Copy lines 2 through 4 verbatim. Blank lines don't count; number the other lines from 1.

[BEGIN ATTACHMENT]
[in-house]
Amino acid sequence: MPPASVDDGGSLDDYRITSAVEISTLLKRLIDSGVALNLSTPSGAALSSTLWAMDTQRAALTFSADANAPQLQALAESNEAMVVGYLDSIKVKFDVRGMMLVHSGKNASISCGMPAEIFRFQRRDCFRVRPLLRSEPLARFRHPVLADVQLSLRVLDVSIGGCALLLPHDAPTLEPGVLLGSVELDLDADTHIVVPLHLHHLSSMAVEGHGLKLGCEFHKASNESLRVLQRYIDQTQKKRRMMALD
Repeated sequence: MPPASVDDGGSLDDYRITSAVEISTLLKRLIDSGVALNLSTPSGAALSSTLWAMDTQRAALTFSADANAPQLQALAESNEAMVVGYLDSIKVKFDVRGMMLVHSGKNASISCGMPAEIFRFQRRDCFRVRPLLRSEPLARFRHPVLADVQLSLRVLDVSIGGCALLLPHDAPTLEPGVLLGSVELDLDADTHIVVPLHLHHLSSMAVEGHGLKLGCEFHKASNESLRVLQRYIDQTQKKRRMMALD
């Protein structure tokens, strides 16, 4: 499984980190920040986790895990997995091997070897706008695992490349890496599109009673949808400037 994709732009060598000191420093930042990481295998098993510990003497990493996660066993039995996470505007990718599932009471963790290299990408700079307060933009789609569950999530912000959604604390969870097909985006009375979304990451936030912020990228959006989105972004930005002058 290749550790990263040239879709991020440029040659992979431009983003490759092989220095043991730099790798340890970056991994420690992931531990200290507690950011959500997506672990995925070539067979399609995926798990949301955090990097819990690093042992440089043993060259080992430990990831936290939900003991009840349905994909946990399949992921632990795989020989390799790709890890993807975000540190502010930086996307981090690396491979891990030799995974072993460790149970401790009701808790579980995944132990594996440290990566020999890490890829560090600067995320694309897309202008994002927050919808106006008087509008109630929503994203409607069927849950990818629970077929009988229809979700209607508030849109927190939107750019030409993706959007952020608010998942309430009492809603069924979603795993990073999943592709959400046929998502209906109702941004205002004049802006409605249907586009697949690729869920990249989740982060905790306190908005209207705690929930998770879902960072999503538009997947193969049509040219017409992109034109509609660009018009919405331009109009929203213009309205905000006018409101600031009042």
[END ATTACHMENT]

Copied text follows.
Amino acid sequence: MPPASVDDGGSLDDYRITSAVEISTLLKRLIDSGVALNLSTPSGAALSSTLWAMDTQRAALTFSADANAPQLQALAESNEAMVVGYLDSIKVKFDVRGMMLVHSGKNASISCGMPAEIFRFQRRDCFRVRPLLRSEPLARFRHPVLADVQLSLRVLDVSIGGCALLLPHDAPTLEPGVLLGSVELDLDADTHIVVPLHLHHLSSMAVEGHGLKLGCEFHKASNESLRVLQRYIDQTQKKRRMMALD
Repeated sequence: MPPASVDDGGSLDDYRITSAVEISTLLKRLIDSGVALNLSTPSGAALSSTLWAMDTQRAALTFSADANAPQLQALAESNEAMVVGYLDSIKVKFDVRGMMLVHSGKNASISCGMPAEIFRFQRRDCFRVRPLLRSEPLARFRHPVLADVQLSLRVLDVSIGGCALLLPHDAPTLEPGVLLGSVELDLDADTHIVVPLHLHHLSSMAVEGHGLKLGCEFHKASNESLRVLQRYIDQTQKKRRMMALD
């Protein structure tokens, strides 16, 4: 499984980190920040986790895990997995091997070897706008695992490349890496599109009673949808400037 994709732009060598000191420093930042990481295998098993510990003497990493996660066993039995996470505007990718599932009471963790290299990408700079307060933009789609569950999530912000959604604390969870097909985006009375979304990451936030912020990228959006989105972004930005002058 290749550790990263040239879709991020440029040659992979431009983003490759092989220095043991730099790798340890970056991994420690992931531990200290507690950011959500997506672990995925070539067979399609995926798990949301955090990097819990690093042992440089043993060259080992430990990831936290939900003991009840349905994909946990399949992921632990795989020989390799790709890890993807975000540190502010930086996307981090690396491979891990030799995974072993460790149970401790009701808790579980995944132990594996440290990566020999890490890829560090600067995320694309897309202008994002927050919808106006008087509008109630929503994203409607069927849950990818629970077929009988229809979700209607508030849109927190939107750019030409993706959007952020608010998942309430009492809603069924979603795993990073999943592709959400046929998502209906109702941004205002004049802006409605249907586009697949690729869920990249989740982060905790306190908005209207705690929930998770879902960072999503538009997947193969049509040219017409992109034109509609660009018009919405331009109009929203213009309205905000006018409101600031009042």